Hollywood can be a tough town, but its been awfully good to Danny Dennison. At 55, he's wealthy, successful, and although the movies he directs are more hot commerce than great art, he's respected throughout the film world. But Danny Dennison has been living a lie. His true identity is buried halfway around the world in the ruins of a Nazi concentration camp. Danny believes his secret to be safe - until he meets Luba, a young sensuous call girl.
Now, more than 50 years after the release of his enduring epic Spartacus, Douglas reveals the riveting drama behind the making of the legendary gladiator film. Writing from his heart and from his own meticulously researched archives, Kirk Douglas, at 95, looks back candidly—and often with self-effacing humor—at his audacious decision to give public credit to Trumbo, thus effectively ending the notorious Hollywood blacklist.
"Great personal account"
Kirk Douglas is a born storyteller, and in this engrossing memoir, he offers wonderful tales, favorite jokes, and hard-won insights. As he explores the mixed blessings of growing older, he looks back at his youth and his glamorous life in Hollywood. He tells delightful stories of the making of such films as Spartacus and includes anecdotes about such friends as Frank Sinatra, Lauren Bacall, Ronald Reagan, Fred Astaire, John Wayne, and Johnny Cash.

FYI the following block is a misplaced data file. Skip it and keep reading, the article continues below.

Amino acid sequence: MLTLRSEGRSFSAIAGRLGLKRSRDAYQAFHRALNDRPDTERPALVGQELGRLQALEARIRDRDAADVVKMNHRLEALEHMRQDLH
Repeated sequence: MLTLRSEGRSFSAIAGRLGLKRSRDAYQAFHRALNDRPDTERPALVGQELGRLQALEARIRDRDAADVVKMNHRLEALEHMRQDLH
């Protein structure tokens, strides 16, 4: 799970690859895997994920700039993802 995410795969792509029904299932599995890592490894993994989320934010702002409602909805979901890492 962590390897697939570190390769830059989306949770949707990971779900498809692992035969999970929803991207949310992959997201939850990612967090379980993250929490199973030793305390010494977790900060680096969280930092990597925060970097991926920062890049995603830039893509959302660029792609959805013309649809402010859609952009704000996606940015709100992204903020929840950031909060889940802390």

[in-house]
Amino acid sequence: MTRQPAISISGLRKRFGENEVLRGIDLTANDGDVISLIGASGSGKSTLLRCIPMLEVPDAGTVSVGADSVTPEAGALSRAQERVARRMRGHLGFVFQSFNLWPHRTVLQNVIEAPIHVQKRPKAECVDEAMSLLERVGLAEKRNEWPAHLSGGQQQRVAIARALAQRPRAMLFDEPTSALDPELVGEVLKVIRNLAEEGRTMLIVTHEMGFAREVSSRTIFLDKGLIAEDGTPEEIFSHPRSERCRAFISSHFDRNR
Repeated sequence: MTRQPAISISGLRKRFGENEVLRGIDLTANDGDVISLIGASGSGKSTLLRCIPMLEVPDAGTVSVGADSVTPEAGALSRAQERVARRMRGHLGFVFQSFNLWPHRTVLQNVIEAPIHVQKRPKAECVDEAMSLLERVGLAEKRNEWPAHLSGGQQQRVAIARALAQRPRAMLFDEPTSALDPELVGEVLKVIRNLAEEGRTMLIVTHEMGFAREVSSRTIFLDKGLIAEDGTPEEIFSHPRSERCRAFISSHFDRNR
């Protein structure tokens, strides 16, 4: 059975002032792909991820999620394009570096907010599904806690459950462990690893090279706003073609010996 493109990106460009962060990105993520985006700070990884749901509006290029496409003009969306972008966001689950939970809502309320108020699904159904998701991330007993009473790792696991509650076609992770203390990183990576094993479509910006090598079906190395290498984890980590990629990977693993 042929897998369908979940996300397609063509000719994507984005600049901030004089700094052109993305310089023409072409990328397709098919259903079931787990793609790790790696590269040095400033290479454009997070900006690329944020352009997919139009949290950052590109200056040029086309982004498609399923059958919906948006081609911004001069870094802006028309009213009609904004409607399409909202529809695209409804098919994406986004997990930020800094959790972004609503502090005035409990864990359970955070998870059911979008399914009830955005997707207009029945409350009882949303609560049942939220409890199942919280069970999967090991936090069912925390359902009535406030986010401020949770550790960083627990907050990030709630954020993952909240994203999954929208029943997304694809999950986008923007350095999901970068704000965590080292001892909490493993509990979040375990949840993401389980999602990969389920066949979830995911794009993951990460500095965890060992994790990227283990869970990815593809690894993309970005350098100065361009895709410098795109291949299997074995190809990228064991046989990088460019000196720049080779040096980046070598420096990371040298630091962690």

Softhearted, emotionally fragile Patricia Dennison, orphaned heiress to the Stoneham fortune, divides her life between trips to a Swiss sanatorium, where she is ensconced in the suicide ward, and the farm where she pensions off broken-down horses, cultivates a lush rose garden (with ladybugs, not pesticides), and moons after a handsome, seemingly heroic doctor. Enter arrogant Miguel Cardiga, a Portuguese bullfighter whose career is sidelined by a rogue bull's deadly horns.